As we roll into the new year, it’s only natural to start thinking about how you’d like to do things differently over the next 12 months. Even if you don’t make formal resolutions, chances are there is something in the back of your mind that you hope and dream for in 2013.
Unfortunately, by the end of the year, our good intentions often remain just that…good intentions. After all, losing those last 10 pounds is hard. Getting up at 6am to exercise is hard. Finding a way to organize all that paperwork is hard.
You know what isn’t hard? Getting your credit cards in order. In fact, here are five resolutions you can easily have done before the end of the month.
1. Shop for a better rate
When is the last time you compared credit card rates? While the days of having offers for zero APR credit cards filling your mailbox have slowed down, that doesn’t mean you have to settle for a card that keeps inching up your interest. It doesn’t take long to compare credit cards online and find out if you are eligible for one of today’s low interest credit cards.
Love your current card? Don’t be shy about calling and asking if they can lower your rate. You may be surprised how many times credit card companies say yes.
2. Reevaluate your rewards
Do you have an airline credit card but never fly? Does your rewards credit card offer double points for online shopping but you rarely buy from websites?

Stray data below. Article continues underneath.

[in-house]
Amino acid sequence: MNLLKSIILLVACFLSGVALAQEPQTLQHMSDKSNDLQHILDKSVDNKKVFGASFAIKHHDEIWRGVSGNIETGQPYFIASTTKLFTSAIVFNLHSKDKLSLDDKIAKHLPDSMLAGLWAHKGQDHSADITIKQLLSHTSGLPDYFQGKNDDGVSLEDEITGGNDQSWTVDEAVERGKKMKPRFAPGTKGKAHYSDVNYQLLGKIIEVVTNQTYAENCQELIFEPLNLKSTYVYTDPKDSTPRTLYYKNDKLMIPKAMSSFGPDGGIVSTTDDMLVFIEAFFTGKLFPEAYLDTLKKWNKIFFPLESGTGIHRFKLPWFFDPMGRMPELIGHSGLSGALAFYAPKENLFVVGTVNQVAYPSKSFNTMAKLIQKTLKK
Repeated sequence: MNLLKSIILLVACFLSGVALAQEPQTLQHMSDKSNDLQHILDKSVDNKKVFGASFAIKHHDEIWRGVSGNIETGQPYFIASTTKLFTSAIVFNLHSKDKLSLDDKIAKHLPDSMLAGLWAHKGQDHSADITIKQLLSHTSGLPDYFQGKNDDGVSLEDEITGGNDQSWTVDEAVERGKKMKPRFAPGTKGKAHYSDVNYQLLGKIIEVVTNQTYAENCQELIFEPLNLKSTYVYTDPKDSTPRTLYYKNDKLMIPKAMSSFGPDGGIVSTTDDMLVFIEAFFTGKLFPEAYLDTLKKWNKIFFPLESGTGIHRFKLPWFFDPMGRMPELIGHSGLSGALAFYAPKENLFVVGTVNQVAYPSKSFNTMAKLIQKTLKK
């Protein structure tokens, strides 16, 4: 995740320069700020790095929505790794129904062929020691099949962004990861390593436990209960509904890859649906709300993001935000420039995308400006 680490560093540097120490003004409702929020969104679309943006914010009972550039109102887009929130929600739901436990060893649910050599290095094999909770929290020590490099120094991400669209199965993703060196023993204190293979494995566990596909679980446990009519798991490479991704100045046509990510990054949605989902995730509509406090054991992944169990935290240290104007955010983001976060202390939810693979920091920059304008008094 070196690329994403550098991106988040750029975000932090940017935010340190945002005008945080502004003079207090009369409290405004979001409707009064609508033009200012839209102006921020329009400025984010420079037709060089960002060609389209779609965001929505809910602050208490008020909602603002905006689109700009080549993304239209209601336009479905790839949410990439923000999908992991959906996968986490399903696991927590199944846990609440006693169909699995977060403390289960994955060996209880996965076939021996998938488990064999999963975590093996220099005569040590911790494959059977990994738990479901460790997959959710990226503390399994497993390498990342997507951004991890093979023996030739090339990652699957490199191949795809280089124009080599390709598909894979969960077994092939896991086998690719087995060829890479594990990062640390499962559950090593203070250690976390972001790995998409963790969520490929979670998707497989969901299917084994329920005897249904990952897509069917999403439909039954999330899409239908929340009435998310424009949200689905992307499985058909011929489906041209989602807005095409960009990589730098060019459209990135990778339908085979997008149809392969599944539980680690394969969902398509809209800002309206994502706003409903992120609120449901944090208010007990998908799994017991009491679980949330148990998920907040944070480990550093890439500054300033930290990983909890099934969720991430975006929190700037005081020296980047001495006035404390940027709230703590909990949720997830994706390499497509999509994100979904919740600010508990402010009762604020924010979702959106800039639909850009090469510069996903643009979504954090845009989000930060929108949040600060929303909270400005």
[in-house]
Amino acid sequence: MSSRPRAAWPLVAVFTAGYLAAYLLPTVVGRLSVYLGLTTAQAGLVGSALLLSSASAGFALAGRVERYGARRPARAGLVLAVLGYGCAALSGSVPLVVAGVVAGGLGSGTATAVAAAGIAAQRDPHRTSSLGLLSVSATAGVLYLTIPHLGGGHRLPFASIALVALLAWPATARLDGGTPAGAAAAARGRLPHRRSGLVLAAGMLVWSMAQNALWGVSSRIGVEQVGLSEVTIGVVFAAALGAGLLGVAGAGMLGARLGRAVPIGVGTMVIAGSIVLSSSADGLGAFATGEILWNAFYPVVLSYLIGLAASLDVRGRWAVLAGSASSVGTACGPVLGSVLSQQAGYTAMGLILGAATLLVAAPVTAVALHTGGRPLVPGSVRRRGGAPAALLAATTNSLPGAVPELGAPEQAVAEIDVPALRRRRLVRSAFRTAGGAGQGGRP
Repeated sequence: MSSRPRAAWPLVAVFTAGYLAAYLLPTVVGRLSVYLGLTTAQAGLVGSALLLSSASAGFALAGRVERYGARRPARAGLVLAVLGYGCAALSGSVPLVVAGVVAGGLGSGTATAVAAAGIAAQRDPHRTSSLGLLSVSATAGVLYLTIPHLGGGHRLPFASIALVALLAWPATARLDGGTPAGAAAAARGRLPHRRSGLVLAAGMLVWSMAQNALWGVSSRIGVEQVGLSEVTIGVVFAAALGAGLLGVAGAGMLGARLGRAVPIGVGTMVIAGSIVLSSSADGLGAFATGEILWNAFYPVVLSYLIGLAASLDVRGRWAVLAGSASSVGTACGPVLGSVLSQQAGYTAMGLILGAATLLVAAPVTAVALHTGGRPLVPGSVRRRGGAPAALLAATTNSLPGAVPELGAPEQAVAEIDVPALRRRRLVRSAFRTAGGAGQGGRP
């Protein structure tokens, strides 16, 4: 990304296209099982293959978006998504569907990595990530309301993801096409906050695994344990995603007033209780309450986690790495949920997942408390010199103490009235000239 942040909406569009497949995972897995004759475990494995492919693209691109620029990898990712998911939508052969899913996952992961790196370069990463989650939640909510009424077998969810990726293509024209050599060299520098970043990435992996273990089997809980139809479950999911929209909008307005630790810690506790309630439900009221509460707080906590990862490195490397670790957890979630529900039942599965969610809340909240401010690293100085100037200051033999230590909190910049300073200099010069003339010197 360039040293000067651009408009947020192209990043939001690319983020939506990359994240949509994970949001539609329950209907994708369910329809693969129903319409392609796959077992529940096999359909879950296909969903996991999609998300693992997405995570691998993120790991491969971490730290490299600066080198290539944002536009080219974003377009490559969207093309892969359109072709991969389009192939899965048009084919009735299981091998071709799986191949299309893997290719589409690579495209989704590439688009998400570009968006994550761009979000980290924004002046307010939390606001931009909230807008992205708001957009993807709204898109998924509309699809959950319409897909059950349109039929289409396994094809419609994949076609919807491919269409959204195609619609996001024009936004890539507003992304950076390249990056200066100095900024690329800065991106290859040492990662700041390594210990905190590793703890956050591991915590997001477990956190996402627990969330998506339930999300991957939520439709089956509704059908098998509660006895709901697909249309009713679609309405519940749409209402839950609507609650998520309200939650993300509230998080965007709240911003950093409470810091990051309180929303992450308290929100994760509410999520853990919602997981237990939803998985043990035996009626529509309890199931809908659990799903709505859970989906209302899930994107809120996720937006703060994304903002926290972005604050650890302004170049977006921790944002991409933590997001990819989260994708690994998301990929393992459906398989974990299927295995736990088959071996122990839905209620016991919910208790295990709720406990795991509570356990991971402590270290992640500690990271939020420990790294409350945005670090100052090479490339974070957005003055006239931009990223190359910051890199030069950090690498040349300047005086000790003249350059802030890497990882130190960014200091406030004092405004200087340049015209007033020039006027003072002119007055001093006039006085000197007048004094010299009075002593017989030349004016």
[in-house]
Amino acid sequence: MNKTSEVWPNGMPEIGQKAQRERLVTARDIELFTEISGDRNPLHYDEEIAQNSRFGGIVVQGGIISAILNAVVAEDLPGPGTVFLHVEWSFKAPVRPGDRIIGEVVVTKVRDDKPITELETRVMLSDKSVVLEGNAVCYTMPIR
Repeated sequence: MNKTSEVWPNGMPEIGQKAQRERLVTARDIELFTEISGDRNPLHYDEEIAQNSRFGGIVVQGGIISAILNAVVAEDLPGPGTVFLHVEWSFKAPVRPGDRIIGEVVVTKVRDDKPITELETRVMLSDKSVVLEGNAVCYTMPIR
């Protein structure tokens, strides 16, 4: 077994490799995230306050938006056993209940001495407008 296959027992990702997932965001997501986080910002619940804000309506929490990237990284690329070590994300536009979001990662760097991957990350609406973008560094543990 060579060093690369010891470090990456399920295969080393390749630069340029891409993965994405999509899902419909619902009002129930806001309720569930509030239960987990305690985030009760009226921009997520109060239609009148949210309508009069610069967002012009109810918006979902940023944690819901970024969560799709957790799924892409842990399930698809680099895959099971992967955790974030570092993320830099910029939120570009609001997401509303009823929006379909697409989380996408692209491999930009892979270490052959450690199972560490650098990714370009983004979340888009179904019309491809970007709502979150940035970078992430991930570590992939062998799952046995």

The best rewards credit card isn’t the one that offers the biggest bonus or the most points. It is the one that fits your shopping style and offers rewards you’ll actually use. There are so many cash back credit cards and rewards credit cards available that a quick search is bound to turn up the card that is right for you.
3. Prioritize your payments
If you carry a balance on multiple cards, it is time to consider consolidating and paying down your debt. Depending on how much you owe, it may be overwhelming to consider paying everything off. However, an easy first step is to create a payment plan that puts you on a path to becoming debt free.
Review your cards’ terms and list them in order of balances from smallest to largest. Focus your payment efforts on the card with the smallest balance while making minimum payments on your other cards. Once the first card is paid off, add the payment you were making on that card to the minimum payment of the card with the next smallest balance.
To save money while paying down your debt, consolidate to one or two cards or look for a balance transfer offer that offers better terms than your current cards.
4. Cut out pesky recurring charges
Little monthly charges on your credit card bill can add up to big bucks over the course of the year. Businesses are counting on you not wanting to hassle with tracking them down and cancelling that $9.99 recurring fee. Prove them wrong this year and review your card statement for charges for services you no longer want or need.
5. Monitor your credit report
Finally, according to a recent study from the federal Consumer Financial Protection Bureau, only about 20% of consumers requested their free annual credit report in 2011. It’s hard to keep fraud and inaccurate information from bringing down your credit score if you never look at your reports. The government has guaranteed your right to a free report from the three major bureaus – TransUnion, Exifax and Experian – each year. Take them up on the offer!